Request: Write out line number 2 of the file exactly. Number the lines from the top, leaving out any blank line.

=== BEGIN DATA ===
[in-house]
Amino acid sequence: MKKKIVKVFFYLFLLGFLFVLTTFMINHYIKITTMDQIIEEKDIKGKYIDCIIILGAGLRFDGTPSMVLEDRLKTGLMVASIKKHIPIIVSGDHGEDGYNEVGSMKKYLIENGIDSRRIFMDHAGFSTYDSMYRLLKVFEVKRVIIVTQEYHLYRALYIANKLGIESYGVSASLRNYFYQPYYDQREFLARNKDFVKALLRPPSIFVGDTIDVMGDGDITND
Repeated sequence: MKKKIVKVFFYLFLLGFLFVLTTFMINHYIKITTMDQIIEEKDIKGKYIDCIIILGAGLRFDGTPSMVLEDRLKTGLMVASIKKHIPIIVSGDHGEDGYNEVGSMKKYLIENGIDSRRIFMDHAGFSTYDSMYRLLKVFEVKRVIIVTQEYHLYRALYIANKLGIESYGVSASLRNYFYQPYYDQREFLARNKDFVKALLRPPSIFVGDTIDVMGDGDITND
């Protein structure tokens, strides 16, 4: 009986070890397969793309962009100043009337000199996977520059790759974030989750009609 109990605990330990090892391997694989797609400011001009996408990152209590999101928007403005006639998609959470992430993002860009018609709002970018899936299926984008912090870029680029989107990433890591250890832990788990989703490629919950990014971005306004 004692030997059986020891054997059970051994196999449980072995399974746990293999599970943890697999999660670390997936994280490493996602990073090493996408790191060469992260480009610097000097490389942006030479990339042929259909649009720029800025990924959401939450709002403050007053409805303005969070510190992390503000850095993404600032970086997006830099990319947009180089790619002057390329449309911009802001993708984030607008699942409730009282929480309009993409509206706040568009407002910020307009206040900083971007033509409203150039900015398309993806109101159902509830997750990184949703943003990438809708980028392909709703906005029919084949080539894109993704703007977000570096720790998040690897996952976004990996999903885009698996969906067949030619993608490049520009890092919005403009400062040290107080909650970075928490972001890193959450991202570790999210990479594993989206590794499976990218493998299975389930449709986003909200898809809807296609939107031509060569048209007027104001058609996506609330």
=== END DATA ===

Amino acid sequence: MKKKIVKVFFYLFLLGFLFVLTTFMINHYIKITTMDQIIEEKDIKGKYIDCIIILGAGLRFDGTPSMVLEDRLKTGLMVASIKKHIPIIVSGDHGEDGYNEVGSMKKYLIENGIDSRRIFMDHAGFSTYDSMYRLLKVFEVKRVIIVTQEYHLYRALYIANKLGIESYGVSASLRNYFYQPYYDQREFLARNKDFVKALLRPPSIFVGDTIDVMGDGDITND